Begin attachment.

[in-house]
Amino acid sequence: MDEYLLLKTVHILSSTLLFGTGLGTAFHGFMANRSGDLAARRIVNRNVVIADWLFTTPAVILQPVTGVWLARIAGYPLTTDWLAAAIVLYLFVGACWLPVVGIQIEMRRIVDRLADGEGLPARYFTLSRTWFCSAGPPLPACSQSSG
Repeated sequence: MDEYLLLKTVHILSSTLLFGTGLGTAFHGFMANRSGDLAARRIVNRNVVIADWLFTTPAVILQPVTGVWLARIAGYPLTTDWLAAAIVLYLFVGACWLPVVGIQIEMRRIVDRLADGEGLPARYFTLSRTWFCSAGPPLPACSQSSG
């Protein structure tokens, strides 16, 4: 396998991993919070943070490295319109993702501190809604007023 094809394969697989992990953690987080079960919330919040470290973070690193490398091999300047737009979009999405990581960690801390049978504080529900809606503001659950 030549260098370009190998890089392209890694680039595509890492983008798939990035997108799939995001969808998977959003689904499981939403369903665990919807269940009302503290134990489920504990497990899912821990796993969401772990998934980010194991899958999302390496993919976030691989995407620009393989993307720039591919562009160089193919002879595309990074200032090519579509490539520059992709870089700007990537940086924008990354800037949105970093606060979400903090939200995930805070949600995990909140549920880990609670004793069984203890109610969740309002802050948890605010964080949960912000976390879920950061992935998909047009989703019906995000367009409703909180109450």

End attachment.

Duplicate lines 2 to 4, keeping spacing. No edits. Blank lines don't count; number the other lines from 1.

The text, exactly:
Amino acid sequence: MDEYLLLKTVHILSSTLLFGTGLGTAFHGFMANRSGDLAARRIVNRNVVIADWLFTTPAVILQPVTGVWLARIAGYPLTTDWLAAAIVLYLFVGACWLPVVGIQIEMRRIVDRLADGEGLPARYFTLSRTWFCSAGPPLPACSQSSG
Repeated sequence: MDEYLLLKTVHILSSTLLFGTGLGTAFHGFMANRSGDLAARRIVNRNVVIADWLFTTPAVILQPVTGVWLARIAGYPLTTDWLAAAIVLYLFVGACWLPVVGIQIEMRRIVDRLADGEGLPARYFTLSRTWFCSAGPPLPACSQSSG
């Protein structure tokens, strides 16, 4: 396998991993919070943070490295319109993702501190809604007023 094809394969697989992990953690987080079960919330919040470290973070690193490398091999300047737009979009999405990581960690801390049978504080529900809606503001659950 030549260098370009190998890089392209890694680039595509890492983008798939990035997108799939995001969808998977959003689904499981939403369903665990919807269940009302503290134990489920504990497990899912821990796993969401772990998934980010194991899958999302390496993919976030691989995407620009393989993307720039591919562009160089193919002879595309990074200032090519579509490539520059992709870089700007990537940086924008990354800037949105970093606060979400903090939200995930805070949600995990909140549920880990609670004793069984203890109610969740309002802050948890605010964080949960912000976390879920950061992935998909047009989703019906995000367009409703909180109450």